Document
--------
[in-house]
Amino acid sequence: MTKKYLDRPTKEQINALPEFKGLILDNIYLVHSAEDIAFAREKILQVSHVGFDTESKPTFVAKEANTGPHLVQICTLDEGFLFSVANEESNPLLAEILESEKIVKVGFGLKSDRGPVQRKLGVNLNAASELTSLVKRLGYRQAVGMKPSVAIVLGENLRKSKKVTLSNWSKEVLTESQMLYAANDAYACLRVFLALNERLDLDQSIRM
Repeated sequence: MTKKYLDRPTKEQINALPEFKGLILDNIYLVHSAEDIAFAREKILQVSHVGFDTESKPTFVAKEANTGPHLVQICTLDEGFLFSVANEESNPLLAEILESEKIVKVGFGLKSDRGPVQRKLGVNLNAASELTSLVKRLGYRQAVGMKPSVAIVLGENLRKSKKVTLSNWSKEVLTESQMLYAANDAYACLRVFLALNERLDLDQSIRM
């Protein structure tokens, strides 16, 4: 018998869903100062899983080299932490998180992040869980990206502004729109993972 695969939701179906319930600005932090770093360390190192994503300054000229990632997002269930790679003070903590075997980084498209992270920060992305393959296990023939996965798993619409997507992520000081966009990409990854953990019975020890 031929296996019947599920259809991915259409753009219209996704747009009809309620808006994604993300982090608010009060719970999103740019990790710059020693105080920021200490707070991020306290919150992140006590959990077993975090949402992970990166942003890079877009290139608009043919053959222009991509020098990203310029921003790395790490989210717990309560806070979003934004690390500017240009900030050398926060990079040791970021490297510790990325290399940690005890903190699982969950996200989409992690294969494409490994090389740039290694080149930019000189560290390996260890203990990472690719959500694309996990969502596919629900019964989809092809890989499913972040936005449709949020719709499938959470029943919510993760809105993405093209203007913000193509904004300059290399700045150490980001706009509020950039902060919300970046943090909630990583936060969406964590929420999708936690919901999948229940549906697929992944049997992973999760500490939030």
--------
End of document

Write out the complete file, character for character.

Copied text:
[in-house]
Amino acid sequence: MTKKYLDRPTKEQINALPEFKGLILDNIYLVHSAEDIAFAREKILQVSHVGFDTESKPTFVAKEANTGPHLVQICTLDEGFLFSVANEESNPLLAEILESEKIVKVGFGLKSDRGPVQRKLGVNLNAASELTSLVKRLGYRQAVGMKPSVAIVLGENLRKSKKVTLSNWSKEVLTESQMLYAANDAYACLRVFLALNERLDLDQSIRM
Repeated sequence: MTKKYLDRPTKEQINALPEFKGLILDNIYLVHSAEDIAFAREKILQVSHVGFDTESKPTFVAKEANTGPHLVQICTLDEGFLFSVANEESNPLLAEILESEKIVKVGFGLKSDRGPVQRKLGVNLNAASELTSLVKRLGYRQAVGMKPSVAIVLGENLRKSKKVTLSNWSKEVLTESQMLYAANDAYACLRVFLALNERLDLDQSIRM
């Protein structure tokens, strides 16, 4: 018998869903100062899983080299932490998180992040869980990206502004729109993972 695969939701179906319930600005932090770093360390190192994503300054000229990632997002269930790679003070903590075997980084498209992270920060992305393959296990023939996965798993619409997507992520000081966009990409990854953990019975020890 031929296996019947599920259809991915259409753009219209996704747009009809309620808006994604993300982090608010009060719970999103740019990790710059020693105080920021200490707070991020306290919150992140006590959990077993975090949402992970990166942003890079877009290139608009043919053959222009991509020098990203310029921003790395790490989210717990309560806070979003934004690390500017240009900030050398926060990079040791970021490297510790990325290399940690005890903190699982969950996200989409992690294969494409490994090389740039290694080149930019000189560290390996260890203990990472690719959500694309996990969502596919629900019964989809092809890989499913972040936005449709949020719709499938959470029943919510993760809105993405093209203007913000193509904004300059290399700045150490980001706009509020950039902060919300970046943090909630990583936060969406964590929420999708936690919901999948229940549906697929992944049997992973999760500490939030």